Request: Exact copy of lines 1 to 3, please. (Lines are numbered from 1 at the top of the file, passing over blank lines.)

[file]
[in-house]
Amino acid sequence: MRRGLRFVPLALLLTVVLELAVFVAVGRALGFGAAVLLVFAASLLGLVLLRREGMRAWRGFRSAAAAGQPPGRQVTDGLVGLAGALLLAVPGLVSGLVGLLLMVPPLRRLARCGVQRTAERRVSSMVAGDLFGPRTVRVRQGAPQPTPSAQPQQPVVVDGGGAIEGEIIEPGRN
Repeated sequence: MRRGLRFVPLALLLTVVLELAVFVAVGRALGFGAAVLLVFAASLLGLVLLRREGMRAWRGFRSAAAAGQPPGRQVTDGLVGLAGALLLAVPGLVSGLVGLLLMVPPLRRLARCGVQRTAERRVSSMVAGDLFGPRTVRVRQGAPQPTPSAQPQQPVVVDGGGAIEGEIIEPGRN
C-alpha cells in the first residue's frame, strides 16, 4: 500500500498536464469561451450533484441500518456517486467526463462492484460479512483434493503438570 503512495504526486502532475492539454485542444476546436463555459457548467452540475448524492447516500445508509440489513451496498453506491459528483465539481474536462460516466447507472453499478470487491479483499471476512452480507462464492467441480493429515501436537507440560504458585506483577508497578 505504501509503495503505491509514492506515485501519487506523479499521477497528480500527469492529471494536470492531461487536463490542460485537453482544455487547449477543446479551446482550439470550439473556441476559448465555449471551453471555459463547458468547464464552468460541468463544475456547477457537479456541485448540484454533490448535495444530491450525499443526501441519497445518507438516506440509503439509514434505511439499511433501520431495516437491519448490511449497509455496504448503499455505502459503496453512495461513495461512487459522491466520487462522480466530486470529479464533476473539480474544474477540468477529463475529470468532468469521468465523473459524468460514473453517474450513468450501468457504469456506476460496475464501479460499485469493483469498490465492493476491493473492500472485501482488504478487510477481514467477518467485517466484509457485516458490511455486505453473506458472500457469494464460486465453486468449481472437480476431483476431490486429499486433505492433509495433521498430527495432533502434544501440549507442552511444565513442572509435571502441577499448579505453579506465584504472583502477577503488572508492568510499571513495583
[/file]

[in-house]
Amino acid sequence: MRRGLRFVPLALLLTVVLELAVFVAVGRALGFGAAVLLVFAASLLGLVLLRREGMRAWRGFRSAAAAGQPPGRQVTDGLVGLAGALLLAVPGLVSGLVGLLLMVPPLRRLARCGVQRTAERRVSSMVAGDLFGPRTVRVRQGAPQPTPSAQPQQPVVVDGGGAIEGEIIEPGRN
Repeated sequence: MRRGLRFVPLALLLTVVLELAVFVAVGRALGFGAAVLLVFAASLLGLVLLRREGMRAWRGFRSAAAAGQPPGRQVTDGLVGLAGALLLAVPGLVSGLVGLLLMVPPLRRLARCGVQRTAERRVSSMVAGDLFGPRTVRVRQGAPQPTPSAQPQQPVVVDGGGAIEGEIIEPGRN